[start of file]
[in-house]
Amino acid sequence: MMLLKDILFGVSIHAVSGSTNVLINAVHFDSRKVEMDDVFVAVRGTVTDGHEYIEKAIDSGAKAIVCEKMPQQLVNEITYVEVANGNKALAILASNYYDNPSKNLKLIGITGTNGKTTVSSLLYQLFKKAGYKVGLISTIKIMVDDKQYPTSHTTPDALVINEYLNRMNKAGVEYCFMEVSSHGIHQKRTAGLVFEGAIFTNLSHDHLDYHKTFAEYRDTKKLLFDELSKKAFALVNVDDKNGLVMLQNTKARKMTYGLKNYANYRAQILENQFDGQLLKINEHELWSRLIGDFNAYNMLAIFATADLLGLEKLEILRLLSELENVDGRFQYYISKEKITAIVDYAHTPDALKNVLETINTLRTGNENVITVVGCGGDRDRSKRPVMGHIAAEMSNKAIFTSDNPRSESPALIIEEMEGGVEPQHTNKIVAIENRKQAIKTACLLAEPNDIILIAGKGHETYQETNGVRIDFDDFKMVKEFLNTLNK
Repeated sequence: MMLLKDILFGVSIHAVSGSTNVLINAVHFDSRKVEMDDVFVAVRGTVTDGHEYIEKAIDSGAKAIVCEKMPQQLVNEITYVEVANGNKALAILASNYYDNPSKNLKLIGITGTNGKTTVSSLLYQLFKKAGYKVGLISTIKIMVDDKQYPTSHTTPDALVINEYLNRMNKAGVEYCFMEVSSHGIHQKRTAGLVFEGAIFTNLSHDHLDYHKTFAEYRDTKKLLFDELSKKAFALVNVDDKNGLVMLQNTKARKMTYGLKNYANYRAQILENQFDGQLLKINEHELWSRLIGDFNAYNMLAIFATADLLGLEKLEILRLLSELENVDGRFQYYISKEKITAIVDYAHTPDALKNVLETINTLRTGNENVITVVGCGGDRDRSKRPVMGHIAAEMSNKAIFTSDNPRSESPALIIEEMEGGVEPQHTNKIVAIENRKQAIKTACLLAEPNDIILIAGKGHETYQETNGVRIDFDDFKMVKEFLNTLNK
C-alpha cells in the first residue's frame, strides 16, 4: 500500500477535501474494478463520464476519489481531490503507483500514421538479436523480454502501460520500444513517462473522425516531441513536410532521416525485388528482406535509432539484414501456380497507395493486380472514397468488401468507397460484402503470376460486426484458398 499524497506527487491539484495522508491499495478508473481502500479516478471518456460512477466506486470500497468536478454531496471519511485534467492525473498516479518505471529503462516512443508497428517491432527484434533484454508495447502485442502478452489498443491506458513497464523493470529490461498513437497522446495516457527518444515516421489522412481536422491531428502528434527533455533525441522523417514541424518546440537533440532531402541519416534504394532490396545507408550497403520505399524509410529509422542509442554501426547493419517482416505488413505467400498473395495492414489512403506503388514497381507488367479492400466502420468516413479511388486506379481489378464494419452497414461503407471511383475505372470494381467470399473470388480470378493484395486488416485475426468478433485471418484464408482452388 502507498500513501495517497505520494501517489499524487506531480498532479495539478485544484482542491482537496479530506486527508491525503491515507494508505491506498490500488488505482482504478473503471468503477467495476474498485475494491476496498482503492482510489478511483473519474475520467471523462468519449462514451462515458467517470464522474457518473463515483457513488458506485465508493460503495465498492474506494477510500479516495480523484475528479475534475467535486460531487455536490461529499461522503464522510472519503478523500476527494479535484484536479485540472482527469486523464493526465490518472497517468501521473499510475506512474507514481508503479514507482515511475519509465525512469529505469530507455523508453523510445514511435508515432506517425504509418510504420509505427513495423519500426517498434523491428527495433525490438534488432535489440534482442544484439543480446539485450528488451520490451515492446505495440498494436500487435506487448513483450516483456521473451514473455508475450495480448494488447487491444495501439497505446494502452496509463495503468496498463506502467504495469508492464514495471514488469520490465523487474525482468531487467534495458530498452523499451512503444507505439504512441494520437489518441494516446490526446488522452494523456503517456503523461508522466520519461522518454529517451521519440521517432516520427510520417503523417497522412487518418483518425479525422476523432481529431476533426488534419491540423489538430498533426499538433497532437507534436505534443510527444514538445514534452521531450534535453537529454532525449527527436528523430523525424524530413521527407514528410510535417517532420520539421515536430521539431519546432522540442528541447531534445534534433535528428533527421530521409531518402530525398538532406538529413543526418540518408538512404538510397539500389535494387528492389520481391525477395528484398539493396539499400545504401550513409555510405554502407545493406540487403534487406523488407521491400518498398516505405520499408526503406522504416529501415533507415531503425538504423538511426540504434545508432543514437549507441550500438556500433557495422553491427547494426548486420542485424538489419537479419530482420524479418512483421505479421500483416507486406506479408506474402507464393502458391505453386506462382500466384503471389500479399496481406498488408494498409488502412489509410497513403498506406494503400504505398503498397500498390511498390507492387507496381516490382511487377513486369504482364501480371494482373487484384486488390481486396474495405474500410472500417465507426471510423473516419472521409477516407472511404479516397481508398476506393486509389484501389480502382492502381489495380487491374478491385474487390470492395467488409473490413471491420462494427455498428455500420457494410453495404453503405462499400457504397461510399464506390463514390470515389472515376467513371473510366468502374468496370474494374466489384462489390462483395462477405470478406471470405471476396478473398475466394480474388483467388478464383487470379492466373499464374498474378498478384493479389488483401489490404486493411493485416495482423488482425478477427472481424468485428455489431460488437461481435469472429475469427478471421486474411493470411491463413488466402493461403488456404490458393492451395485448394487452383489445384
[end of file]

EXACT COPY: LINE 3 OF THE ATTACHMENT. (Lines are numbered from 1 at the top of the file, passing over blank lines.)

Repeated sequence: MMLLKDILFGVSIHAVSGSTNVLINAVHFDSRKVEMDDVFVAVRGTVTDGHEYIEKAIDSGAKAIVCEKMPQQLVNEITYVEVANGNKALAILASNYYDNPSKNLKLIGITGTNGKTTVSSLLYQLFKKAGYKVGLISTIKIMVDDKQYPTSHTTPDALVINEYLNRMNKAGVEYCFMEVSSHGIHQKRTAGLVFEGAIFTNLSHDHLDYHKTFAEYRDTKKLLFDELSKKAFALVNVDDKNGLVMLQNTKARKMTYGLKNYANYRAQILENQFDGQLLKINEHELWSRLIGDFNAYNMLAIFATADLLGLEKLEILRLLSELENVDGRFQYYISKEKITAIVDYAHTPDALKNVLETINTLRTGNENVITVVGCGGDRDRSKRPVMGHIAAEMSNKAIFTSDNPRSESPALIIEEMEGGVEPQHTNKIVAIENRKQAIKTACLLAEPNDIILIAGKGHETYQETNGVRIDFDDFKMVKEFLNTLNK